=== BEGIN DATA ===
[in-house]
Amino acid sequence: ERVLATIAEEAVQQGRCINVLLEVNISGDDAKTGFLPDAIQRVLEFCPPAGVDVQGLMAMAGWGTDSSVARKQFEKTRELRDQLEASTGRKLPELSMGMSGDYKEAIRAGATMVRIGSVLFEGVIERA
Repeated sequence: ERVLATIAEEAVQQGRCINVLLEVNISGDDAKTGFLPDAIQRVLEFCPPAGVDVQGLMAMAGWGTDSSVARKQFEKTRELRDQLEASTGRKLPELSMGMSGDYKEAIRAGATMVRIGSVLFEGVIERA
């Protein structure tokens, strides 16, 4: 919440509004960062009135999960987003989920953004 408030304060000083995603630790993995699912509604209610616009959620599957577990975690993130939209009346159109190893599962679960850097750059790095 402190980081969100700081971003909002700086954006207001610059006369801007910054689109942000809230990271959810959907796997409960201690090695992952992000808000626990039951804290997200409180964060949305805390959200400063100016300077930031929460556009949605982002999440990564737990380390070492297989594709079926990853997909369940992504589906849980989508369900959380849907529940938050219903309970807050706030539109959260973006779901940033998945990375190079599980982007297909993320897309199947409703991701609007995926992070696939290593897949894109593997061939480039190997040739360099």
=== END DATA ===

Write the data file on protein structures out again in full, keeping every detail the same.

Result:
[in-house]
Amino acid sequence: ERVLATIAEEAVQQGRCINVLLEVNISGDDAKTGFLPDAIQRVLEFCPPAGVDVQGLMAMAGWGTDSSVARKQFEKTRELRDQLEASTGRKLPELSMGMSGDYKEAIRAGATMVRIGSVLFEGVIERA
Repeated sequence: ERVLATIAEEAVQQGRCINVLLEVNISGDDAKTGFLPDAIQRVLEFCPPAGVDVQGLMAMAGWGTDSSVARKQFEKTRELRDQLEASTGRKLPELSMGMSGDYKEAIRAGATMVRIGSVLFEGVIERA
């Protein structure tokens, strides 16, 4: 919440509004960062009135999960987003989920953004 408030304060000083995603630790993995699912509604209610616009959620599957577990975690993130939209009346159109190893599962679960850097750059790095 402190980081969100700081971003909002700086954006207001610059006369801007910054689109942000809230990271959810959907796997409960201690090695992952992000808000626990039951804290997200409180964060949305805390959200400063100016300077930031929460556009949605982002999440990564737990380390070492297989594709079926990853997909369940992504589906849980989508369900959380849907529940938050219903309970807050706030539109959260973006779901940033998945990375190079599980982007297909993320897309199947409703991701609007995926992070696939290593897949894109593997061939480039190997040739360099």